Minor update to the Retina MacBook Pro expected this week.
Apple's iBeacon Gains 'Made For iPhone' Specification
iBeacons are physical Bluetooth low-energy transmitters that use Apple’s iBeacon API to provide micro-location information to nearby apps and devices, with an accuracy range of a few feet. iBeacons are compatible with Apple’s iPhones and iPads, as well as other devices that use Bluetooth LE, and have thus far been used primarily by retailers and other venues to provide location-specific information.
In order to use the iBeacon name, manufacturers now need to have their devices approved by Apple as part of the MFi program, similar to accessories and hardware for iOS devices. Using the term iBeacon requires manufacturers to meet specific criteria, which are only available after a non-disclosure agreement has been signed.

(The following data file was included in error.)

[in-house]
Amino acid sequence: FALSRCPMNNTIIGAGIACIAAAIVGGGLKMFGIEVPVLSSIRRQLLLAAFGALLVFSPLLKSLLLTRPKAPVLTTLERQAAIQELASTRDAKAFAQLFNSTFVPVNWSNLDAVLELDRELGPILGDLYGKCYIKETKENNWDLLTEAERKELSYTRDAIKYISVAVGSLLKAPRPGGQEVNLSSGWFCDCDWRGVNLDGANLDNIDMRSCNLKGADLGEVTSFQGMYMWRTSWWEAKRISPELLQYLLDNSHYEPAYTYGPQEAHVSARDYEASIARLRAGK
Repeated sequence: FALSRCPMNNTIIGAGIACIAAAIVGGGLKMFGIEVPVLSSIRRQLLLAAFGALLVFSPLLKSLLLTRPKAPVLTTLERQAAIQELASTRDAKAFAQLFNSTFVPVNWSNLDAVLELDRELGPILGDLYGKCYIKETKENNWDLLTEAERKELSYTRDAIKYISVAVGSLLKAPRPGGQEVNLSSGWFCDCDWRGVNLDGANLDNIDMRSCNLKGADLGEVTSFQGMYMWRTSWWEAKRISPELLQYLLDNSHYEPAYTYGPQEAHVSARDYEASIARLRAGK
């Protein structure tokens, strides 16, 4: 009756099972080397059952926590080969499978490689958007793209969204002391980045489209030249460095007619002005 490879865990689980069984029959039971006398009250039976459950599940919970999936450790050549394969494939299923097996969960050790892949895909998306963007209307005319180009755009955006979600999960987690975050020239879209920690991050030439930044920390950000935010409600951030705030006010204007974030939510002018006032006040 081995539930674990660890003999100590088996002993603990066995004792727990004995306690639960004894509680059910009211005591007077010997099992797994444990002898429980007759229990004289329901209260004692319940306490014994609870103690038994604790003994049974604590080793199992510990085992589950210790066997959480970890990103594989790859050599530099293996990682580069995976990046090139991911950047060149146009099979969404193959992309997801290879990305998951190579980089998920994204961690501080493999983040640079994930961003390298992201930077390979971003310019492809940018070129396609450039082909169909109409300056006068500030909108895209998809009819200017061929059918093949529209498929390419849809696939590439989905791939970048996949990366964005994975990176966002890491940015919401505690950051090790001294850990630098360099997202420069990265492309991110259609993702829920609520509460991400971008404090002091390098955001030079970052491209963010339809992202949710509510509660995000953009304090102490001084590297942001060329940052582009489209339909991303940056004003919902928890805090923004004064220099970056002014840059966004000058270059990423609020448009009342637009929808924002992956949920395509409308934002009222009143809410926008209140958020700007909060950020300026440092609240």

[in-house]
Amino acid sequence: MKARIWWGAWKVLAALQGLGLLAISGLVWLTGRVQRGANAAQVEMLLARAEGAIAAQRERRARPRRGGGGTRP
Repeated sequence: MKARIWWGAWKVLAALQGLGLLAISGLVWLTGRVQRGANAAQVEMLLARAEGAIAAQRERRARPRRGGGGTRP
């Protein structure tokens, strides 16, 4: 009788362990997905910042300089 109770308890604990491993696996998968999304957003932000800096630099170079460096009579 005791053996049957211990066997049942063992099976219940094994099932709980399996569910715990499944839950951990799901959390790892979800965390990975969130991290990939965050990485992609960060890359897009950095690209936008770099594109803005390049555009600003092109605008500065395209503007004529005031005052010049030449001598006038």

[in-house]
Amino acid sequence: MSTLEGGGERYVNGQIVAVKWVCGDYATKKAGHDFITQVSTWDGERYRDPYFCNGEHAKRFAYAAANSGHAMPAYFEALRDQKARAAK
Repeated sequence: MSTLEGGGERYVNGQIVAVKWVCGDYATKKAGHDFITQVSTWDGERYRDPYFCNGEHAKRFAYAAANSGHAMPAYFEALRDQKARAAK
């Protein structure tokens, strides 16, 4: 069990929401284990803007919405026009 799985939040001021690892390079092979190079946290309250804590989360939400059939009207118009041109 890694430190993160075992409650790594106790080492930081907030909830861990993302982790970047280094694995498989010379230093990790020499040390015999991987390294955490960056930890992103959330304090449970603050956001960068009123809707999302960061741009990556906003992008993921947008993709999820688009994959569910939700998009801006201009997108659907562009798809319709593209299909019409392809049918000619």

The new specification gives Apple more control over the iBeacon trademark, which has previously been used by several different manufacturers for various Bluetooth LE devices since iBeacons were introduced in June of 2013. It is no longer possible to use the iBeacon brand without consent from Apple.
As we've noted elsewhere, beacons that carry the iBeacon name are conforming to two things:Since being introduced last year, iBeacons have been used by multiple retailers and venues in order to enhance visitor experiences in retail outlets, sports arenas, and other locations. Apple has rolled out iBeacons to its own stores as well, providing location-based product information to customers.
- They broadcast Bluetooth LE 'signals' in a way that conforms to the Apple standard for what those signals should contain
- They have use of the iBeacon trademark